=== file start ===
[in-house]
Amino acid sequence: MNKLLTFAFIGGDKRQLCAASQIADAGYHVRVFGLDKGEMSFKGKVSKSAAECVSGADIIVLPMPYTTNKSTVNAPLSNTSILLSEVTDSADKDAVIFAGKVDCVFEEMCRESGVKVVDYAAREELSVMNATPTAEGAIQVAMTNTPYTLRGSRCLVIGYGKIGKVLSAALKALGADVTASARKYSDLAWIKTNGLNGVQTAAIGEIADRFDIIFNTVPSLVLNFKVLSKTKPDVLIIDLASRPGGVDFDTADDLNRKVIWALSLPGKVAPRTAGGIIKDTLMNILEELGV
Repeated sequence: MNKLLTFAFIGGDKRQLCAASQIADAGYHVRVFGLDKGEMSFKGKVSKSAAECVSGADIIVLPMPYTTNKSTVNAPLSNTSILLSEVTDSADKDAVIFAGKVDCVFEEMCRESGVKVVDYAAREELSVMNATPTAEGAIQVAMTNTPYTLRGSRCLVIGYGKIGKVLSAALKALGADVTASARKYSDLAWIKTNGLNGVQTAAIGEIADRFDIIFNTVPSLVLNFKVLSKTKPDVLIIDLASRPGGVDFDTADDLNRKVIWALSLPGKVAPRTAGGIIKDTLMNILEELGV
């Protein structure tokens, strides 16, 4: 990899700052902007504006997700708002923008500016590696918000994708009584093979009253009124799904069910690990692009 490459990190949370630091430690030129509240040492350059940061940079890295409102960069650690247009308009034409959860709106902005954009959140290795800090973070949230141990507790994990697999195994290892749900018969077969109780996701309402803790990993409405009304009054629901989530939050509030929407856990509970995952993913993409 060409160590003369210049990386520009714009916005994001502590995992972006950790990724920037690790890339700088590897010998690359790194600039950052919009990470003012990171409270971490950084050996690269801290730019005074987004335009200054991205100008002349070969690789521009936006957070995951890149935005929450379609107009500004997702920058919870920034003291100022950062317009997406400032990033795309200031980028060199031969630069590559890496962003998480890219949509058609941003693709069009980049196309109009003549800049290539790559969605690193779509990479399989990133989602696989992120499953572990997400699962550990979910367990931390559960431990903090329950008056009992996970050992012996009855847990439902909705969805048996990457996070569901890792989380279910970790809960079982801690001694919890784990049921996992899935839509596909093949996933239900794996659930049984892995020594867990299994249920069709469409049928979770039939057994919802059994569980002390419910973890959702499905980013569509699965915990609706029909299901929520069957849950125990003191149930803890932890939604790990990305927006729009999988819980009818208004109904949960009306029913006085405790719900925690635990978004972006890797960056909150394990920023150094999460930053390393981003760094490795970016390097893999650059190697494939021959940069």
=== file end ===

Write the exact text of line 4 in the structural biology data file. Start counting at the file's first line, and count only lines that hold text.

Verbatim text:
């Protein structure tokens, strides 16, 4: 990899700052902007504006997700708002923008500016590696918000994708009584093979009253009124799904069910690990692009 490459990190949370630091430690030129509240040492350059940061940079890295409102960069650690247009308009034409959860709106902005954009959140290795800090973070949230141990507790994990697999195994290892749900018969077969109780996701309402803790990993409405009304009054629901989530939050509030929407856990509970995952993913993409 060409160590003369210049990386520009714009916005994001502590995992972006950790990724920037690790890339700088590897010998690359790194600039950052919009990470003012990171409270971490950084050996690269801290730019005074987004335009200054991205100008002349070969690789521009936006957070995951890149935005929450379609107009500004997702920058919870920034003291100022950062317009997406400032990033795309200031980028060199031969630069590559890496962003998480890219949509058609941003693709069009980049196309109009003549800049290539790559969605690193779509990479399989990133989602696989992120499953572990997400699962550990979910367990931390559960431990903090329950008056009992996970050992012996009855847990439902909705969805048996990457996070569901890792989380279910970790809960079982801690001694919890784990049921996992899935839509596909093949996933239900794996659930049984892995020594867990299994249920069709469409049928979770039939057994919802059994569980002390419910973890959702499905980013569509699965915990609706029909299901929520069957849950125990003191149930803890932890939604790990990305927006729009999988819980009818208004109904949960009306029913006085405790719900925690635990978004972006890797960056909150394990920023150094999460930053390393981003760094490795970016390097893999650059190697494939021959940069």